Neo-Assyrian Period, reign of King Sargon II,
ca. 721-705 B.C.
Sin Temple, Khorsabad
Excavated by the Oriental Institute, 1932
OIM A11810.271, A11810.272
bricks with rosettes pictured at the top left were excavated by the Oriental
Institute in 1932. They once formed part of the decoration of a temple
façade at the ancient Mesopotamian site of Khorsabad. The drawing
on the bottom left is an artist's rendering of what part of that façade
looked like when it was first exposed by French archaeologists in the
mid-1800s. The rosettes formed the border for a design that included the
fig tree and seeder plow shown here.
The seeder plow, invented by the Mesopotamians, was a major technological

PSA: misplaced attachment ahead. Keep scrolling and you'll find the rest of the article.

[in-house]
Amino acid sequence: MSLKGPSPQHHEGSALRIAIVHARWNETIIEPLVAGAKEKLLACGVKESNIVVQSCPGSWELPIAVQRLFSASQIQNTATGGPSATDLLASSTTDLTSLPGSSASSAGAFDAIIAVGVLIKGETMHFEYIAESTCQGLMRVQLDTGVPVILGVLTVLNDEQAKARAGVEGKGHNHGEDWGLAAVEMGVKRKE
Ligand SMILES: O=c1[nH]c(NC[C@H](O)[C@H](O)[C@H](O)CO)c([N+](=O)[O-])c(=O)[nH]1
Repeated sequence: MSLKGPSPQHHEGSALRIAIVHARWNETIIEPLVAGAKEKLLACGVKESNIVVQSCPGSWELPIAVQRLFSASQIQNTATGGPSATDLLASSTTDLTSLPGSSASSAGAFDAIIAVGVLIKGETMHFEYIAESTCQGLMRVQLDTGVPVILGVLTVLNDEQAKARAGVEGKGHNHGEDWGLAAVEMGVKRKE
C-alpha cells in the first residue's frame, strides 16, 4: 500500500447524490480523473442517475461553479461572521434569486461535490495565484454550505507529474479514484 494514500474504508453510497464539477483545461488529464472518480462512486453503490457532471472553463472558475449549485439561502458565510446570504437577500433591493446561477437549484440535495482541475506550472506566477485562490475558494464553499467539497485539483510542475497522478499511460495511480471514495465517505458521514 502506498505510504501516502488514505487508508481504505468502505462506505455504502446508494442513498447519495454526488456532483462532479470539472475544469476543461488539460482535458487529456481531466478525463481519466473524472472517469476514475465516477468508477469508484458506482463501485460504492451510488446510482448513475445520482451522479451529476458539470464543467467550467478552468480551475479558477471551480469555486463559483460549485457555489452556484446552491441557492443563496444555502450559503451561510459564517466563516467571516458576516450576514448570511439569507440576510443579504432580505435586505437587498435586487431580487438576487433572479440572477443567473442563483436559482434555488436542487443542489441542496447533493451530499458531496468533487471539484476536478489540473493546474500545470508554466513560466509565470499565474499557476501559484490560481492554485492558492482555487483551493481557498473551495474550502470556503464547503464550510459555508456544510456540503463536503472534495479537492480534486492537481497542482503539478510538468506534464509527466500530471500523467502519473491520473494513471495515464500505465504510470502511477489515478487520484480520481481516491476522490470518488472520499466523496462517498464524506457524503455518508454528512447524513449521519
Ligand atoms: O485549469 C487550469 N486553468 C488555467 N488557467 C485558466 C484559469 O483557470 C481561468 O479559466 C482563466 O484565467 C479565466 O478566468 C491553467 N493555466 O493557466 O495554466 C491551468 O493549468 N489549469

achievement. It revolutionized agriculture by carrying out the tasks of
seeding and ploughing simultaneously. Seed was dropped down the middle
funnel into the furrow that the plow created. The ancient Mesopotamians
believed that the god Enlil created the seeder plow and that the image
of the plow could also be seen in the stars. They discovered that by observing
the movements of celestial bodies they could measure time, which was key
for planting crops and for holding religious festivals. Their astronomical
observations still aid today's scientists.
The ancient Mesopotamians were a highly inventive people who created many
innovations. They not only invented the seeder plow, but also developed
writing, irrigation and sanitation techniques, the "Pythagorean theorem,"
the concept of zero, glass, and the arch, column, and dome. They revolutionized
transportation around 3500 B.C. by inventing the wheel and were among
the first to harness the wind as an energy source by using the sail.